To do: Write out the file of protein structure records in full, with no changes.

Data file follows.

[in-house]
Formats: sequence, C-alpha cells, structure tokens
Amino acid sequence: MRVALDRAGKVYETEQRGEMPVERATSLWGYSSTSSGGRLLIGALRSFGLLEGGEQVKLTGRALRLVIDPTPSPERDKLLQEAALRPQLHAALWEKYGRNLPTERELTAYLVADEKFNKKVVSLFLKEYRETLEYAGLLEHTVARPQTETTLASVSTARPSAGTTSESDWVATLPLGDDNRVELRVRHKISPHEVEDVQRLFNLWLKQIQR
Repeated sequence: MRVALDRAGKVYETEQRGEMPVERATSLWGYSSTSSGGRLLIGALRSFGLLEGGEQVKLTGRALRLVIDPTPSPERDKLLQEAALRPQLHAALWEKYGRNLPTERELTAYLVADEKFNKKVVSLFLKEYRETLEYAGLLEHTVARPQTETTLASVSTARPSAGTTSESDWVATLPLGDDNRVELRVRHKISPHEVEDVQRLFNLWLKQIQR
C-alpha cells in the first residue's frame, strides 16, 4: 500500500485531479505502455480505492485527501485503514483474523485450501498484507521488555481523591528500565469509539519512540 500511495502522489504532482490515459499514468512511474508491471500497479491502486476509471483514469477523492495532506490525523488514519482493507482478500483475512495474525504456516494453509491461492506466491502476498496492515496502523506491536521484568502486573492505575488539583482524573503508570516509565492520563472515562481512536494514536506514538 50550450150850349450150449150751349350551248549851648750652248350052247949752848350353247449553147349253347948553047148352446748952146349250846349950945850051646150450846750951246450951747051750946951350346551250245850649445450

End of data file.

[in-house]
Formats: sequence, C-alpha cells, structure tokens
Amino acid sequence: MRVALDRAGKVYETEQRGEMPVERATSLWGYSSTSSGGRLLIGALRSFGLLEGGEQVKLTGRALRLVIDPTPSPERDKLLQEAALRPQLHAALWEKYGRNLPTERELTAYLVADEKFNKKVVSLFLKEYRETLEYAGLLEHTVARPQTETTLASVSTARPSAGTTSESDWVATLPLGDDNRVELRVRHKISPHEVEDVQRLFNLWLKQIQR
Repeated sequence: MRVALDRAGKVYETEQRGEMPVERATSLWGYSSTSSGGRLLIGALRSFGLLEGGEQVKLTGRALRLVIDPTPSPERDKLLQEAALRPQLHAALWEKYGRNLPTERELTAYLVADEKFNKKVVSLFLKEYRETLEYAGLLEHTVARPQTETTLASVSTARPSAGTTSESDWVATLPLGDDNRVELRVRHKISPHEVEDVQRLFNLWLKQIQR
C-alpha cells in the first residue's frame, strides 16, 4: 500500500485531479505502455480505492485527501485503514483474523485450501498484507521488555481523591528500565469509539519512540 500511495502522489504532482490515459499514468512511474508491471500497479491502486476509471483514469477523492495532506490525523488514519482493507482478500483475512495474525504456516494453509491461492506466491502476498496492515496502523506491536521484568502486573492505575488539583482524573503508570516509565492520563472515562481512536494514536506514538 50550450150850349450150449150751349350551248549851648750652248350052247949752848350353247449553147349253347948553047148352446748952146349250846349950945850051646150450846750951246450951747051750946951350346551250245850649445450